President Nixon’s remarks at a press briefing on 17 June 1971 about an Intensified Program for Drug Abuse Prevention and Control (source) — Opening, red emphasis added:

I would like to summarize for you the meeting that I have just had with the bipartisan leaders which began at 8 o’clock and was completed 2 hours later. I began the meeting by making this statement, which I think needs to be made to the Nation: America’s public enemy number one in the United States is drug abuse. In order to fight and defeat this enemy, it is necessary to wage a new, all-out offensive.

I have asked the Congress to provide the legislative authority and the funds to fuel this kind of an offensive. This will be a worldwide offensive dealing with the problems of sources of supply, as well as Americans who may be stationed abroad, wherever they are in the world. It will be government wide, pulling together the nine different fragmented areas within the government in which this problem is now being handled, and it will be nationwide in terms of a new educational program that we trust will result from the discussions that we have had.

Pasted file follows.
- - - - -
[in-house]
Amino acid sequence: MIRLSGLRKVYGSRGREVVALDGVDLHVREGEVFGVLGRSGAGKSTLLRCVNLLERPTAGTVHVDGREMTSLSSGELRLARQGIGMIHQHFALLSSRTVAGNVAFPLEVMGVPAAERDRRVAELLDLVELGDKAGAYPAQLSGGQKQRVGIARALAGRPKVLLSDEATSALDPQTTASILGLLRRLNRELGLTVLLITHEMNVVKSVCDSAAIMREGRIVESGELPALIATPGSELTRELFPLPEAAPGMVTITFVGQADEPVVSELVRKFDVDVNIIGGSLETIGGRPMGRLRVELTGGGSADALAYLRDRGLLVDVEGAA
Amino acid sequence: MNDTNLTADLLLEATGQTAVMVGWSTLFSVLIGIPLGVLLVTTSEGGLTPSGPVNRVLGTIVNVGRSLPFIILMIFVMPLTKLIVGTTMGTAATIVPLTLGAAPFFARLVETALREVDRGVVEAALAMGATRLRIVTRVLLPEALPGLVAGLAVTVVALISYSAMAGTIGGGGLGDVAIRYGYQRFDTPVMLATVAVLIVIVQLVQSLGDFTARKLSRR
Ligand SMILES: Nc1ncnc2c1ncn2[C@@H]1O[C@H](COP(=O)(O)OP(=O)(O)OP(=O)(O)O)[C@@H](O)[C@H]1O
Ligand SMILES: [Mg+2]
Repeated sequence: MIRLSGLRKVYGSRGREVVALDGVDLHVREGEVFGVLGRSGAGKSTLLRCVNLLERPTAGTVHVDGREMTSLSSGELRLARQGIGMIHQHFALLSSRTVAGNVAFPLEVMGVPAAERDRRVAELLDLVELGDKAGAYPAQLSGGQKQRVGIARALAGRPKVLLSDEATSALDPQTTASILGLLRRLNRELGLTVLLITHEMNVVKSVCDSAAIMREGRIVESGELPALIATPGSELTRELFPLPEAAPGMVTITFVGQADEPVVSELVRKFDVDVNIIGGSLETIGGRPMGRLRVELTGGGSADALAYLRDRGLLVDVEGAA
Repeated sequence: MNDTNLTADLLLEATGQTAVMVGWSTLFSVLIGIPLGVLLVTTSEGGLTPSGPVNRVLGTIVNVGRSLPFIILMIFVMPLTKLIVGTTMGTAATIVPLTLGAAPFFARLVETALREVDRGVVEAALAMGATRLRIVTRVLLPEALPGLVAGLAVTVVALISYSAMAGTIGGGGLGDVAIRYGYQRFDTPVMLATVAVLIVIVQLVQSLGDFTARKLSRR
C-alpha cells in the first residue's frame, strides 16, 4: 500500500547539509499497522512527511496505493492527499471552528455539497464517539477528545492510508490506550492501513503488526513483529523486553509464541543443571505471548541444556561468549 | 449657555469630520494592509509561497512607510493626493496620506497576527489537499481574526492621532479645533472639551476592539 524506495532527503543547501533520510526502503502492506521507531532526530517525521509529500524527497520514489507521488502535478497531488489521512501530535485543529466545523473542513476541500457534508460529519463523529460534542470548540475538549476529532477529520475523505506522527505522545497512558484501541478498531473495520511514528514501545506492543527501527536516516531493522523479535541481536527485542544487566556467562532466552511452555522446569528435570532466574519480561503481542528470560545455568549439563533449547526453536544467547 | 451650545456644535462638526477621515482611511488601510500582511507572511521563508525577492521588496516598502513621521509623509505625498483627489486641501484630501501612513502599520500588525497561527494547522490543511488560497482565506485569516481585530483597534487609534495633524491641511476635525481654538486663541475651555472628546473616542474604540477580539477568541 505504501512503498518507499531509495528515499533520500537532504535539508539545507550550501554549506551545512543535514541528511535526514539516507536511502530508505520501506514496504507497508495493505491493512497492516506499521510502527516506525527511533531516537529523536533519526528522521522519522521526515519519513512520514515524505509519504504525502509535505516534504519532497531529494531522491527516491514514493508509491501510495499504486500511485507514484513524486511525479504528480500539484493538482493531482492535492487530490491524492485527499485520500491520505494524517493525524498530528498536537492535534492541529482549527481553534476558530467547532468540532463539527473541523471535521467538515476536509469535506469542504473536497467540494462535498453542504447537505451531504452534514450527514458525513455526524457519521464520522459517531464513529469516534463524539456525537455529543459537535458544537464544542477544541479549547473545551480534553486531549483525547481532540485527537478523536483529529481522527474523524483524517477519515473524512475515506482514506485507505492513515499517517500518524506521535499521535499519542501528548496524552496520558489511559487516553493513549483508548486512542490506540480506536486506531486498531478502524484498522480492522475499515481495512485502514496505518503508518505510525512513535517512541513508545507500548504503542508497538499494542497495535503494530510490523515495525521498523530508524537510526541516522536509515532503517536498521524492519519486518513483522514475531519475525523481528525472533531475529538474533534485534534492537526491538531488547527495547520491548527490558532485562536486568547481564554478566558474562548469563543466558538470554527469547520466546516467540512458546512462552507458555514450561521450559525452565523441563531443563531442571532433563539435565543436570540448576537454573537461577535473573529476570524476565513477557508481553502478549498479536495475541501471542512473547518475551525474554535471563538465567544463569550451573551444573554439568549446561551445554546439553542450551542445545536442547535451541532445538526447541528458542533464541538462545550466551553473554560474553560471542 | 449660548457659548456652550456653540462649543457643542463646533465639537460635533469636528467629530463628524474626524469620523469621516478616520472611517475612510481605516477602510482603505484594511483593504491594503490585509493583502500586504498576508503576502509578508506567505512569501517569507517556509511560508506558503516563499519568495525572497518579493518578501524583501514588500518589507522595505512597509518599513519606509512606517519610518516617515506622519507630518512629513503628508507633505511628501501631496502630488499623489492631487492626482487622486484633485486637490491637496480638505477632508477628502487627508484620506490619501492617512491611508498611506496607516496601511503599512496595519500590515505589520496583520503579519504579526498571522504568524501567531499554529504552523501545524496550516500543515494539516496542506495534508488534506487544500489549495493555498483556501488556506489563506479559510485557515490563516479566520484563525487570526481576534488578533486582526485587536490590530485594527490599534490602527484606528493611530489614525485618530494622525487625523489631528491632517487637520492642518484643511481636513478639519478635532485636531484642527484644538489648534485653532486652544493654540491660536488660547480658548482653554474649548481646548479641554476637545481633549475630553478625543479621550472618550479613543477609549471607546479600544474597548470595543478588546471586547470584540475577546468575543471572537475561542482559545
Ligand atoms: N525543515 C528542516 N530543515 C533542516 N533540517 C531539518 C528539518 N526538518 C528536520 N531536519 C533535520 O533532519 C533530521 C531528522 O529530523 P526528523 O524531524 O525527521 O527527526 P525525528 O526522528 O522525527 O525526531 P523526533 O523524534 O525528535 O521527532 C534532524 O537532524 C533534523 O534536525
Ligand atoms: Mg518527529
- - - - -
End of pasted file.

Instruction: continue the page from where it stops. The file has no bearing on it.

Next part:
Excerpt from Special Message to the Congress on Drug Abuse Prevention and Control, 17 June 1971 (source):

We must now candidly recognize that the deliberate procedures embodied in present efforts to control drug abuse are not sufficient in themselves. The problem has assumed the dimensions of a national emergency.

… Therefore, I am transmitting legislation to the Congress to consolidate at the highest level a full-scale attack on the problem of drug abuse in America. I am proposing the appropriation of additional funds to meet the cost of rehabilitating drug users, and I will ask for additional funds to increase our enforcement efforts.